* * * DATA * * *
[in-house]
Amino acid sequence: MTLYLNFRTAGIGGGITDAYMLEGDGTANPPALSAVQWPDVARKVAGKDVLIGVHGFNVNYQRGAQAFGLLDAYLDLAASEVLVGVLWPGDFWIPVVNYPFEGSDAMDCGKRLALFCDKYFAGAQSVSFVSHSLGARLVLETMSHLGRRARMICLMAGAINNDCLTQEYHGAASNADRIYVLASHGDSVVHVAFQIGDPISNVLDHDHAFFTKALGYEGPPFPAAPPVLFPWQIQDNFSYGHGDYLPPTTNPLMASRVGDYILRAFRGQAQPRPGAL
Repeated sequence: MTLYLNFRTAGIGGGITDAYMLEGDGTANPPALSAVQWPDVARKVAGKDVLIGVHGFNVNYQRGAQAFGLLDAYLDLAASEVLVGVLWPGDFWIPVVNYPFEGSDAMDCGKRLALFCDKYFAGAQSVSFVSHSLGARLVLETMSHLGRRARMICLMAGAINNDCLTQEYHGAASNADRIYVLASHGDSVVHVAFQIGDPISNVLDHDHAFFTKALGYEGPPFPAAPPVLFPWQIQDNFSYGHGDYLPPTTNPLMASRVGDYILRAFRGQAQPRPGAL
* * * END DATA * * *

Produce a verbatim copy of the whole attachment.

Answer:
[in-house]
Amino acid sequence: MTLYLNFRTAGIGGGITDAYMLEGDGTANPPALSAVQWPDVARKVAGKDVLIGVHGFNVNYQRGAQAFGLLDAYLDLAASEVLVGVLWPGDFWIPVVNYPFEGSDAMDCGKRLALFCDKYFAGAQSVSFVSHSLGARLVLETMSHLGRRARMICLMAGAINNDCLTQEYHGAASNADRIYVLASHGDSVVHVAFQIGDPISNVLDHDHAFFTKALGYEGPPFPAAPPVLFPWQIQDNFSYGHGDYLPPTTNPLMASRVGDYILRAFRGQAQPRPGAL
Repeated sequence: MTLYLNFRTAGIGGGITDAYMLEGDGTANPPALSAVQWPDVARKVAGKDVLIGVHGFNVNYQRGAQAFGLLDAYLDLAASEVLVGVLWPGDFWIPVVNYPFEGSDAMDCGKRLALFCDKYFAGAQSVSFVSHSLGARLVLETMSHLGRRARMICLMAGAINNDCLTQEYHGAASNADRIYVLASHGDSVVHVAFQIGDPISNVLDHDHAFFTKALGYEGPPFPAAPPVLFPWQIQDNFSYGHGDYLPPTTNPLMASRVGDYILRAFRGQAQPRPGAL